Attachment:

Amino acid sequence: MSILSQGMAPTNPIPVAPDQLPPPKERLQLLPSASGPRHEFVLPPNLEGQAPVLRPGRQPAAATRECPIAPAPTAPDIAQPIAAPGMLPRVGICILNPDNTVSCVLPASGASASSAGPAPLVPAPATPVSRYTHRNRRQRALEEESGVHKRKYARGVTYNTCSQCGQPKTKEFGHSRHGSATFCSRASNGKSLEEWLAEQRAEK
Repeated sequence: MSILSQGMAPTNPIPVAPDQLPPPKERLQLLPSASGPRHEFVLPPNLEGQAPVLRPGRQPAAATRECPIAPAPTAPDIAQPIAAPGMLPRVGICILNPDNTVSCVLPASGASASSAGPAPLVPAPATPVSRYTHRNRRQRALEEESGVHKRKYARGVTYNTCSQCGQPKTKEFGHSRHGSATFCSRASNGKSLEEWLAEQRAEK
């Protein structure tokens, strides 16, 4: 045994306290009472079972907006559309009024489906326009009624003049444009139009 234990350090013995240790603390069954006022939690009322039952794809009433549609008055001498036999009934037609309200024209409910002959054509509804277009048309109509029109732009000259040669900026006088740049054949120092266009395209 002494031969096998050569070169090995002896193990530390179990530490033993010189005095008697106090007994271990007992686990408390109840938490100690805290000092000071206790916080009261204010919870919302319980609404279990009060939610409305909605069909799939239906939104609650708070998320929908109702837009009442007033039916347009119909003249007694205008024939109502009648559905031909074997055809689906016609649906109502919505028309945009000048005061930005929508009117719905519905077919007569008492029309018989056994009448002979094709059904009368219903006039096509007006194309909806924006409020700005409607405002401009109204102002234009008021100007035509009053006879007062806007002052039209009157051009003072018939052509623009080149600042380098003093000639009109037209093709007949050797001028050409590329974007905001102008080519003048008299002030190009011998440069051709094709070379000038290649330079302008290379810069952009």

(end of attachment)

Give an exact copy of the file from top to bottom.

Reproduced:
Amino acid sequence: MSILSQGMAPTNPIPVAPDQLPPPKERLQLLPSASGPRHEFVLPPNLEGQAPVLRPGRQPAAATRECPIAPAPTAPDIAQPIAAPGMLPRVGICILNPDNTVSCVLPASGASASSAGPAPLVPAPATPVSRYTHRNRRQRALEEESGVHKRKYARGVTYNTCSQCGQPKTKEFGHSRHGSATFCSRASNGKSLEEWLAEQRAEK
Repeated sequence: MSILSQGMAPTNPIPVAPDQLPPPKERLQLLPSASGPRHEFVLPPNLEGQAPVLRPGRQPAAATRECPIAPAPTAPDIAQPIAAPGMLPRVGICILNPDNTVSCVLPASGASASSAGPAPLVPAPATPVSRYTHRNRRQRALEEESGVHKRKYARGVTYNTCSQCGQPKTKEFGHSRHGSATFCSRASNGKSLEEWLAEQRAEK
């Protein structure tokens, strides 16, 4: 045994306290009472079972907006559309009024489906326009009624003049444009139009 234990350090013995240790603390069954006022939690009322039952794809009433549609008055001498036999009934037609309200024209409910002959054509509804277009048309109509029109732009000259040669900026006088740049054949120092266009395209 002494031969096998050569070169090995002896193990530390179990530490033993010189005095008697106090007994271990007992686990408390109840938490100690805290000092000071206790916080009261204010919870919302319980609404279990009060939610409305909605069909799939239906939104609650708070998320929908109702837009009442007033039916347009119909003249007694205008024939109502009648559905031909074997055809689906016609649906109502919505028309945009000048005061930005929508009117719905519905077919007569008492029309018989056994009448002979094709059904009368219903006039096509007006194309909806924006409020700005409607405002401009109204102002234009008021100007035509009053006879007062806007002052039209009157051009003072018939052509623009080149600042380098003093000639009109037209093709007949050797001028050409590329974007905001102008080519003048008299002030190009011998440069051709094709070379000038290649330079302008290379810069952009």